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Feasibility, acceptability, and effectiveness of non-pharmaceutical interventions against infectious diseases among crisis-affected populations: a scoping review


Background: Non-pharmaceutical interventions (NPIs) are a crucial suite of measures to prevent and control infectious disease outbreaks. Despite being particularly important for crisis-affected populations and those living in informal settlements, who typically reside in overcrowded and resource limited settings with inadequate access to healthcare, guidance on NPI implementation rarely takes the specific needs of such populations into account. We therefore conducted a systematic scoping review of the published evidence to describe the landscape of research and identify evidence gaps concerning the acceptability, feasibility, and effectiveness of NPIs among crisis-affected populations and informal settlements. Methods: We systematically reviewed peer-reviewed articles published between 1970 and 2020 to collate available evidence on the feasibility, acceptability, and effectiveness of NPIs in crisis-affected populations and informal settlements. We performed quality assessments of each study using a standardised questionnaire. We analysed the data to produce descriptive summaries according to a number of categories: date of publication; geographical region of intervention; typology of crisis, shelter, modes of transmission, NPI, research design; study design; and study quality. Results: Our review included 158 studies published in 85 peer-reviewed articles. Most research used low quality study designs. The acceptability, feasibility, and effectiveness of NPIs was highly context dependent. In general, simple and cost-effective interventions such as community-level environmental cleaning and provision of water, sanitation and hygiene services, and distribution of items for personal protection such as insecticide-treated nets, were both highly feasible and acceptable. Logistical, financial, and human resource constraints affected both the implementation and sustainability of measures. Community engagement emerged as a strong factor contributing to the effectiveness of NPIs. Conversely, measures that involve potential restriction on personal liberty such as case isolation and patient care and burial restrictions were found to be less acceptable, despite apparent effectiveness. Conclusions: Overall, the evidence base was variable, with substantial knowledge gaps which varied between settings and pathogens. Based on the current landscape, robust evidence-based guidance is not possible, and a research agenda is urgently required that focusses on these specific vulnerable populations. Although implementation of NPIs presents unique practical challenges in these settings, it is critical that such an agenda is put in place, and that the lessons learned from historical and present experiences are documented to build a firm evidence base. Graphical Abstract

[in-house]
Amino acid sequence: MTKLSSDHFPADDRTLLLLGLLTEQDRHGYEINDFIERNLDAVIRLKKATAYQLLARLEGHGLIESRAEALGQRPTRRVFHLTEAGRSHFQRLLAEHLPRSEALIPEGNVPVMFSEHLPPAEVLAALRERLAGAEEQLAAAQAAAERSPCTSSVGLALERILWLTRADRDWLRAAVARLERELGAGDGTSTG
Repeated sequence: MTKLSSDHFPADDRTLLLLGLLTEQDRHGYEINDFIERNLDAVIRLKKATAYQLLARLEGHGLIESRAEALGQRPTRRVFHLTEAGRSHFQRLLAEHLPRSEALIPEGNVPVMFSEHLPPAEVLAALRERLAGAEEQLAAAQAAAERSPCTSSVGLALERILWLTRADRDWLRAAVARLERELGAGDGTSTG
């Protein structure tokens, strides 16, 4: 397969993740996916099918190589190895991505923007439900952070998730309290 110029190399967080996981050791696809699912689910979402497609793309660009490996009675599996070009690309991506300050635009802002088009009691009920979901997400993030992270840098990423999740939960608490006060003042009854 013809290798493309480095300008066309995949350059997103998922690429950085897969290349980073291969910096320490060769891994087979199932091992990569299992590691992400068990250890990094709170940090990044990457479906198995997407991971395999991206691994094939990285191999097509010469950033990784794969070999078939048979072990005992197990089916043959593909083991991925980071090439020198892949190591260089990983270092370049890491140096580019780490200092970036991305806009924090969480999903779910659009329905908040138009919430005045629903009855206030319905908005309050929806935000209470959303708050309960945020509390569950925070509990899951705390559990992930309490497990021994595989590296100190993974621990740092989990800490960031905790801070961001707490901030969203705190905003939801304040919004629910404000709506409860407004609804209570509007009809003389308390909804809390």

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Journal Article
Polonsky JA
Bhatia S
Fraser K
Hamlet A
Skarp J
Stopard IJ
Hugonnet S
Kaiser L
Lengeler C
Blanchet K
Spiegel P